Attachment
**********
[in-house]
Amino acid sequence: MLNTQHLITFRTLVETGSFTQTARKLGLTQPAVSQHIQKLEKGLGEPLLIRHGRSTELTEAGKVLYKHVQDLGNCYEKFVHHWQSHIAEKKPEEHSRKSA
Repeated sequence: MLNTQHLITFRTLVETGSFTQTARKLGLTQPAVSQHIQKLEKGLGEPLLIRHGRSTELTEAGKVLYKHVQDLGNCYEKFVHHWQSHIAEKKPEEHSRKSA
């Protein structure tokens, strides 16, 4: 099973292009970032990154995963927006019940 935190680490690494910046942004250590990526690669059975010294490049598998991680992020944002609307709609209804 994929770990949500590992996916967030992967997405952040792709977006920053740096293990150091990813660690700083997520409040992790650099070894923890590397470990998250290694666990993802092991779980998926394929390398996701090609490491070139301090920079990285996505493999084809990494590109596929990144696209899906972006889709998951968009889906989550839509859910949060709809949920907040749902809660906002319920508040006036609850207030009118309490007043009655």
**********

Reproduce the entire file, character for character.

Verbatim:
[in-house]
Amino acid sequence: MLNTQHLITFRTLVETGSFTQTARKLGLTQPAVSQHIQKLEKGLGEPLLIRHGRSTELTEAGKVLYKHVQDLGNCYEKFVHHWQSHIAEKKPEEHSRKSA
Repeated sequence: MLNTQHLITFRTLVETGSFTQTARKLGLTQPAVSQHIQKLEKGLGEPLLIRHGRSTELTEAGKVLYKHVQDLGNCYEKFVHHWQSHIAEKKPEEHSRKSA
């Protein structure tokens, strides 16, 4: 099973292009970032990154995963927006019940 935190680490690494910046942004250590990526690669059975010294490049598998991680992020944002609307709609209804 994929770990949500590992996916967030992967997405952040792709977006920053740096293990150091990813660690700083997520409040992790650099070894923890590397470990998250290694666990993802092991779980998926394929390398996701090609490491070139301090920079990285996505493999084809990494590109596929990144696209899906972006889709998951968009889906989550839509859910949060709809949920907040749902809660906002319920508040006036609850207030009118309490007043009655």